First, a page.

A folk­tale comes alive

A lit­tle gem of a book takes a lo­cal leg­end to the next level.

The Star Malaysia - Star2 - - Front Page - By TER­ENCE TOH [email protected]­tar.com.my

IT’S a tale of magic and mon­sters, of beau­ti­ful princesses and wicked queens. A clas­si­cal story of a lon­glost child, set adrift upon the wa­ters, and a mys­ti­cal bond she has with an­other crea­ture. A folk­tale of love, be­trayal, and danger. And what’s more, it’s com­pletely Nu­san­tara (of the Malaysian or In­done­sian ar­chi­pel­ago) in ori­gin.

In­die pub­lisher Ra­man Kr­ish­nan first en­coun­tered the tale of Bi­dasari while look­ing through his li­brary a few years ago. It was a short story ver­sion, con­tained in a vol­ume of the Jour­nal Of The Malaysian Branch Of The Royal Asi­atic So­ci­ety .He was im­me­di­ately struck by it.

“You never re­ally as­so­ciate fairy­tales with Malay or Asian cul­ture. We think they are from West­ern cul­ture be­cause of what we’ve been told since young. So I was very im­pressed to find this. It had no pre­tence of his­tory, no pre­tence of pol­i­tics, noth­ing! The essence of a fairy­tale is that it doesn’t have to have any mean­ing. It’s just a lovely story,” says Ra­man, 70, at a re­cent in­ter­view at his book­store, Sil­ver­fish Books, in Bangsar, Kuala Lumpur.

Last month Sil­ver­fish Books pub­lished Bi­dasari And The Djinn, a “bou­tique” book con­tain­ing the fa­mous tale re­told by lo­cal au­thor Ninot Aziz (real name Zalina Ab­dul Aziz). The book is fully il­lus­trated, with gor­geous black and white art by Dani War­guide, Walid Muham­mad and Shimo Manaf.

Framed as a story an old djinn is telling chil­dren, the book tells the tale of Bi­dasari, a princess whose par­ents are forced to aban­don at birth to save her from a mon­ster. She is adopted by a mer­chant and his wife, who dis­cover her life has a mag­i­cal bond with a fish.

Bi­dasari grows up, and her beauty at­tracts the at­ten­tion of a wicked queen, who longs to de­stroy her. The story con­tains el­e­ments sim­i­lar to those found in the tales of Sleep­ing Beauty and Snow White.

While the book makes for a slim vol­ume, its jour­ney to pub­lish­ing was a long one, and prob­a­bly de­serves a hikayat (saga) of it’s own.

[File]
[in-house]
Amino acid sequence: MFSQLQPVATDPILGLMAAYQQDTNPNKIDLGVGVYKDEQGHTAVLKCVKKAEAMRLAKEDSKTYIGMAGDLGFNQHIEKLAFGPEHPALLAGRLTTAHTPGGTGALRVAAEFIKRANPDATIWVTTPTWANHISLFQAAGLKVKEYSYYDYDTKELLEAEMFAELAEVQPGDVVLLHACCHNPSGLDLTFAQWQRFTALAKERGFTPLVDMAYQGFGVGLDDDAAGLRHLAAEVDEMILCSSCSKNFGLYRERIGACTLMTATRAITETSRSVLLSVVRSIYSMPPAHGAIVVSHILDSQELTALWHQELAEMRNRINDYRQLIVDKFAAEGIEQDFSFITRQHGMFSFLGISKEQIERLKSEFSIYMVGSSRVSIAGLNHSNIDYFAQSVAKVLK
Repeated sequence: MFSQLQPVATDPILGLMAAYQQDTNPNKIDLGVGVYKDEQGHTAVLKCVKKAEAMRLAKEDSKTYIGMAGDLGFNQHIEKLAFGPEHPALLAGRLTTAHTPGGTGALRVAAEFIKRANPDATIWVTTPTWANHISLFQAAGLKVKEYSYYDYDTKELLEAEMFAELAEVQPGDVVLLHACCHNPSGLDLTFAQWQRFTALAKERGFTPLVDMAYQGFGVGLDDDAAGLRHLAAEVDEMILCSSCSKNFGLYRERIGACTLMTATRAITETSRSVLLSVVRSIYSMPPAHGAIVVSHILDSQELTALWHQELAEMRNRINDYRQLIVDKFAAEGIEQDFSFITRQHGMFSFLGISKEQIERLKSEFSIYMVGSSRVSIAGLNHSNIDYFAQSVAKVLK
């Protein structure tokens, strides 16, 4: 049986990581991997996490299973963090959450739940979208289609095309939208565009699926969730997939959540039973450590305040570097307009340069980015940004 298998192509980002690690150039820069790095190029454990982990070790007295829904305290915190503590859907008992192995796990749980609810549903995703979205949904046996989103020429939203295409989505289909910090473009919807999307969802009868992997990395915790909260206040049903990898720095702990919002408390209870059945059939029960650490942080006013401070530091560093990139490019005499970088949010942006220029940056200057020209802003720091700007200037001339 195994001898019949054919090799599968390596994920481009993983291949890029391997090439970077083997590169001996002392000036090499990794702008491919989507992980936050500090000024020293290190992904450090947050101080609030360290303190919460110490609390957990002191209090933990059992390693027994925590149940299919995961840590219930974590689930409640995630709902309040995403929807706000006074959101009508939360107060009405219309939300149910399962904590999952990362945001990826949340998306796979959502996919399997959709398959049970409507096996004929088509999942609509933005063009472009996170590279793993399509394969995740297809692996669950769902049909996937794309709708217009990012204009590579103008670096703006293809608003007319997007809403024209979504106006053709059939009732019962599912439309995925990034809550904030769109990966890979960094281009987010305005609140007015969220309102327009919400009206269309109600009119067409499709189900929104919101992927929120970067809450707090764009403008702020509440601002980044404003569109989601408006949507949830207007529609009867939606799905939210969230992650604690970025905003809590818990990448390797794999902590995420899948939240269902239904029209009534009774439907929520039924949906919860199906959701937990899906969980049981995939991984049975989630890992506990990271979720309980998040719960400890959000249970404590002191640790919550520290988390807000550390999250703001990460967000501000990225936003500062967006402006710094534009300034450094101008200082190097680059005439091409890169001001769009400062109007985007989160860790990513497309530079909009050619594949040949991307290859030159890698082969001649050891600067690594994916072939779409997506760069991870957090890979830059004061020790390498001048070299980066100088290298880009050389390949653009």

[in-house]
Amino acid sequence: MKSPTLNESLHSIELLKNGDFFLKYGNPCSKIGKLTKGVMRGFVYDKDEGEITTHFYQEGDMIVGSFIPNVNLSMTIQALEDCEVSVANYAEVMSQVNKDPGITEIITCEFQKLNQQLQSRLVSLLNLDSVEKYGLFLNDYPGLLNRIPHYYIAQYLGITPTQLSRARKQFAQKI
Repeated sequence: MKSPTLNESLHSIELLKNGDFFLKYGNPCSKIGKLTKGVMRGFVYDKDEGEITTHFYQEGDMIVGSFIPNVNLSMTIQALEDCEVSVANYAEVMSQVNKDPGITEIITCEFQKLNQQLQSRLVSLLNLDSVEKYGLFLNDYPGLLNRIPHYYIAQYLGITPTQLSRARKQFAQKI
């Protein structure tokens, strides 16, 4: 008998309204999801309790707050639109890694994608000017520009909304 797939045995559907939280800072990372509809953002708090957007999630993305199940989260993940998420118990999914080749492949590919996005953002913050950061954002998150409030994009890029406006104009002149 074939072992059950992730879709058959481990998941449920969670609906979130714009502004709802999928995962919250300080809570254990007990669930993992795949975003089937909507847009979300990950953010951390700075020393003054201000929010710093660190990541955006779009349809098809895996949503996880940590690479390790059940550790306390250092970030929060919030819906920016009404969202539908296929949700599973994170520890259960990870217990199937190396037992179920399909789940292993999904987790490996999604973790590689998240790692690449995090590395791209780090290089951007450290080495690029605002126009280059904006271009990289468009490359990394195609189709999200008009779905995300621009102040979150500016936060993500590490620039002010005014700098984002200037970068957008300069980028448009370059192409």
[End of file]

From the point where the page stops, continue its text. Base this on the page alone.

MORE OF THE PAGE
Ra­man’s first at­tempt at pub­lish­ing this story was in 2012. He re­leased The Epic Of Bi­dasari ,a trans­la­tion of the story by C.C. Stark­weather, told in its orig­i­nal verse form. While this ver­sion was very true to its source ma­te­rial, it did not make a large im­pact on Malaysian read­ers.

In 2014, Ra­man met Ninot, who was a par­tic­i­pant in a story-writ­ing con­test he was judg­ing. Her story was ti­tled “Onangkiu Princess Of Gel­lang­gui”, and was a retelling of a story from the famed Se­jarah Me­layu (Malay An­nals).

“I read her story, and

I said, wow, this was what I was look­ing for.

“It was a Malaysian hikayat story, but told from a dif­fer­ent point of view!” Ra­man re­calls. He ap­proached Ninot, and the two de­cided to col­lab­o­rate. In cre­at­ing his book, Ra­man drew in­spi­ra­tion for the book’s look and for­mat from an­other il­lus­trated fairy­tale book: Neil Gaiman’s The Sleeper And The Spin­dle (2013), with il­lus­tra­tions by Chris Rid­dell. “That book was an Euro­pean folk­tale. But I was in­sis­tent, I wanted some­thing Malaysian. I em­pha­sised, for the art, I did not want any­thing that did not look Malaysian. No manga-style draw­ings or Mat Salleh Hang Tuahs! If the char­ac­ters were Malay, then they had to look Malay,” he says, still sound­ing rather fierce about it!

Speak­ing at the same in­ter­view, Ninot, 54, says that writ­ing the book was quite an ex­pe­ri­ence, as she had al­ways been a huge fan of tra­di­tional Malay folk­tales. Many of her books fea­ture Malaysian leg­ends, a theme she picked up af­ter she dis­cov­ered her five daugh­ters were fa­mil­iar with myths and leg­ends from other coun­tries but few from Malaysia.